The HOROPTER is an imaginary. surface whose points are all at the. same distance as the fixation point. Points on the horopter project to. corresponding locations on the temporal and nasal retinas, respectively. These corresponding locations. exhibit zero retinal disparity. i.e., D = dtemporal – dnasal = 0.

A horopter is an imaginary plane made up from an infinite number of points in space projecting from corresponding retinal areas in the two eyes. An object placed on the horopter will stimulate exactly corresponding points on the two retinae

  • Vieth-Müller circle
  • The Vieth-Müller circle (theoretical horopter) is based on certain geometric assumptions about the eyes. These are:
    • Each retina may be represented by a perfect circle
    • Corresponding points are evenly spaced across the nasal & temporal retinas of each eye
    • Both retinas are the same size & corresponding points are perfectly matched for their locations in the two eyes
  • Empirical Horopter
  • The empirical Horopter is much flatter than the theoretical horopter that forms part of the Vieth-Müller circle
  • Nasal & Temporal corresponding points differ in their distance to the fixation point
  • Each individual has their own individual empirical horopter (cannot calculate this, have to measure it for each individual)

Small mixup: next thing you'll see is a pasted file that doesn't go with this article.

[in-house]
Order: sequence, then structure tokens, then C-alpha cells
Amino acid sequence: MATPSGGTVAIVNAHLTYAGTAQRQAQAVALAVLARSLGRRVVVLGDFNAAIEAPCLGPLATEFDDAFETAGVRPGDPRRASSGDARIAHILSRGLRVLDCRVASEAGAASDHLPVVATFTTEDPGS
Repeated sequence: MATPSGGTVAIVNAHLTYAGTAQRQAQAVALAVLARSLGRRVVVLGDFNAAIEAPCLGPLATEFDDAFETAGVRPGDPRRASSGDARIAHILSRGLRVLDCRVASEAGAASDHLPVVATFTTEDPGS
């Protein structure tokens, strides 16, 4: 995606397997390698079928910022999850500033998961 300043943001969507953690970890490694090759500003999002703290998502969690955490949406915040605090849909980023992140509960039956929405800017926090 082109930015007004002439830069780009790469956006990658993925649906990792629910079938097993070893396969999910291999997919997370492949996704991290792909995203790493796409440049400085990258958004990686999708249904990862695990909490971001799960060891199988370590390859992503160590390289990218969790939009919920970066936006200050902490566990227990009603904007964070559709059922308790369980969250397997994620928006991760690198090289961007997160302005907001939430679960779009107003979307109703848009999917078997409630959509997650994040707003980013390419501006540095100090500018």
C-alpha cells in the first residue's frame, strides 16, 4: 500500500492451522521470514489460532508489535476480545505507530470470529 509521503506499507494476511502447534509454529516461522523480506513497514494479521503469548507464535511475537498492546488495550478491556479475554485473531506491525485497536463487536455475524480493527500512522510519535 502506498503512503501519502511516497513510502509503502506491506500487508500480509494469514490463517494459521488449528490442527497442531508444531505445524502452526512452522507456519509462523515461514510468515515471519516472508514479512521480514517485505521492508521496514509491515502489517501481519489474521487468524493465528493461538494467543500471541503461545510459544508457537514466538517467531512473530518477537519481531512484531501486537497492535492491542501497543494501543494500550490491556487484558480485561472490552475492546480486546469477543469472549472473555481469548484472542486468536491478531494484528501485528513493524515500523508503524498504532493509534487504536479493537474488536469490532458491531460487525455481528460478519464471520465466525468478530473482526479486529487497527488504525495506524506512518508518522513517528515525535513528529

• Objects located exactly on the horopter are seen as fused, but what happens if the object is very slightly off the horopter, either closer or farther away?
  • FUSION – align the eyes & facilitates binocular vision
  • (when the two images are just outside horopter, fusion tries to align two eyes together make a single image; give binocular vision)
  • Motor fusion: (eye actually changes position to correct double vision, brain is aligning the two eyes)
    • A “closed loop” response to small disparities
    • It changes the vergence & reduces the disparity
  • Sensory fusion: (doesn’t change position of eyes, brain just overlaps images)
    • An “open loop” response to small disparities
    • Does not change the vergence – disparity analysis within Panum’s Areas (constant – feedback reaction)
  • Panum’s area
    • Within a small distance, either side of the horopter, objects can still be fused & seen as single. Strictly speaking, they fall on non-corresponding retinal points & there will be a small disparity
    • The zone on either side of the horopter within which it is still possible to see objects singly is known as Panum’s area
    • At periphery, Panum’s area is large, at fovea it is small
  • Panum’s Fusional Space indicates that:
    • Retinal correspondence is not just between pairs of points but between retinal areas centred on corresponding points
  • Panum’s Areas:
    • The receptive fields of cortical binocular neurons
    • Objects far enough from the horopter to be outside Panum’s area produce very large retinal disparities, so cannot be fused
    • They are seen as double

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